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Atlanta Zoo gorillas positive for coronavirus

Several gorillas at the Atlanta city zoo in Georgia (southern United States) have tested positive for the coronavirus, Zoo Atlanta announced. The animals, western lowland gorillas, had been tested after caregivers saw them cough and show other symptoms.

Initial tests have shown that they were positive for the SARS-CoV-2 virus which causes Covid-19 and results of confirmatory tests are awaited from the services of the Ames national veterinary laboratory in Iowa, specified the zoo Friday in a statement.

Animal concerns

Some gorillas at risk of complications have been treated with monoclonal antibodies and the 20 gorillas in the zoo have all been tested. “The teams are monitoring the affected gorillas very closely and hope they make a full recovery,” said Sam Rivera, director of animal health for Zoo Atlanta. “They are receiving the best possible care.”

“We are very concerned about these contaminations, in particular because our safety protocols for working with great apes and other vulnerable animal species are, and have been throughout the pandemic, extremely rigorous,” he said. he adds. The zoo believes the gorillas were infected by an asymptomatic caregiver, even though he had been fully vaccinated and was wearing protective gear.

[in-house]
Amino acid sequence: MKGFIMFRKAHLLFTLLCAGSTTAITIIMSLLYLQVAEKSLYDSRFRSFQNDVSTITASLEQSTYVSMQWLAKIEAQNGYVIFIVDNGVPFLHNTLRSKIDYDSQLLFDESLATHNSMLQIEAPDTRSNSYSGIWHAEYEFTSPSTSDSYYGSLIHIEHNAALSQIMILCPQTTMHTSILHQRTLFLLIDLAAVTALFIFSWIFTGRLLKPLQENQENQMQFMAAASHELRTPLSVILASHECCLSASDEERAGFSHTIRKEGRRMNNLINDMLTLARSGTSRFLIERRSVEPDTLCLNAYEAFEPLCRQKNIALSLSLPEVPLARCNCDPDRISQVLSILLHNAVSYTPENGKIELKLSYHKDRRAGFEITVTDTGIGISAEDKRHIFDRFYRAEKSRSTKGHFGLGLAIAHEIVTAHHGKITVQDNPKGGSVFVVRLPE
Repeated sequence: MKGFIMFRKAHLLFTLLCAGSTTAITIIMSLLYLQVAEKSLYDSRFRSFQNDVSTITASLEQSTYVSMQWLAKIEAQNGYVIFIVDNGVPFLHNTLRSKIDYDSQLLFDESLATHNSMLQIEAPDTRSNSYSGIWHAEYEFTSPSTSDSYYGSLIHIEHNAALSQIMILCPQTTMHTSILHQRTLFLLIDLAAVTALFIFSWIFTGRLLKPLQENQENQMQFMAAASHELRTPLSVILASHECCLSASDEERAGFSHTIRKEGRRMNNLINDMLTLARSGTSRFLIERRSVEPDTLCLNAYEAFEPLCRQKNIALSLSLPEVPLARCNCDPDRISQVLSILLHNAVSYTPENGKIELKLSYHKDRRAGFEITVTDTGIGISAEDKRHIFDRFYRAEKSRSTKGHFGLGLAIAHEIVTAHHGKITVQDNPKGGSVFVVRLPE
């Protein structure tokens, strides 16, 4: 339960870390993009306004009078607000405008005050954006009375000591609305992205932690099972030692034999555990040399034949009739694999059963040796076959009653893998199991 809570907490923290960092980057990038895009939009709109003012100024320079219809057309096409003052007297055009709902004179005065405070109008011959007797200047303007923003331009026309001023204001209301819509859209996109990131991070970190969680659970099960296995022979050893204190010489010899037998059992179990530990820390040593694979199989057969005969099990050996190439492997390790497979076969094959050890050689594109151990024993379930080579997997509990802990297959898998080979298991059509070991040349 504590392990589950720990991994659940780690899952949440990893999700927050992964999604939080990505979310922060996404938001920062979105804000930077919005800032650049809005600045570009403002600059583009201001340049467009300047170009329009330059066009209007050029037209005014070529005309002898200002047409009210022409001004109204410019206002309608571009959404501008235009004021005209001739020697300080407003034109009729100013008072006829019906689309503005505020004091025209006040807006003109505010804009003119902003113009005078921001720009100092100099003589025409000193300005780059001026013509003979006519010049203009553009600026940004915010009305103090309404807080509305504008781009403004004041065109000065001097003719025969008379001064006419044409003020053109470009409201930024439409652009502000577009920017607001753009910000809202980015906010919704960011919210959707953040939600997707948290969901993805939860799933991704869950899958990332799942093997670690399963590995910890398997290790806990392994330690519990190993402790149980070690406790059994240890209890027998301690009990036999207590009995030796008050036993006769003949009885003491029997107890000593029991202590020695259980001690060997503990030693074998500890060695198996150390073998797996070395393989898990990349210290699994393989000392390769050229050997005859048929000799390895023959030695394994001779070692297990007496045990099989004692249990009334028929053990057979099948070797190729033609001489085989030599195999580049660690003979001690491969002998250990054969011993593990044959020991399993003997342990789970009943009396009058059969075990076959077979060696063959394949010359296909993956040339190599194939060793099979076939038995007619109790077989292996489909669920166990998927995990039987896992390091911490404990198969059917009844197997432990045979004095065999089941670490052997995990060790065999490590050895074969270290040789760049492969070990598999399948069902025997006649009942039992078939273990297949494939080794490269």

No worries for the man

Visitors pose no danger due to the distance between them and the primate habitat, the zoo emphasizes. “It is known that humans can transmit the virus to animals like gorillas, and these cases have occurred in other zoos, but there is currently no data to suggest that zoo animals can transmit the virus to humans,” insists the establishment.

According to the Atlanta daily, The Atlanta Journal-Constitution, 13 of the zoo’s gorillas were infected including Ozzie, who is 60 years old the oldest male gorilla known to the zoo. Ozzie has moderate symptoms, Sam Rivera told Daily. “We don’t feel out of the woods,” he added, “we take it from day to day”.

DNA relatives, common diseases

Humans and other primates have a very similar genome, with gorillas having about 98% of their DNA in common. In Africa, chimpanzees and gorillas have thus been decimated by the Ebola virus. Zoo Atlanta said it had received authorization to use the anti-Covid vaccine for animals developed by the specialized firm Zoetis.

It will be administered to the gorillas as soon as they recover and the zoo also intends to vaccinate its orangutans, Sumatran tigers, African lions and clouded leopards. Covid-19 is also known to have struck domestic cats and dogs.

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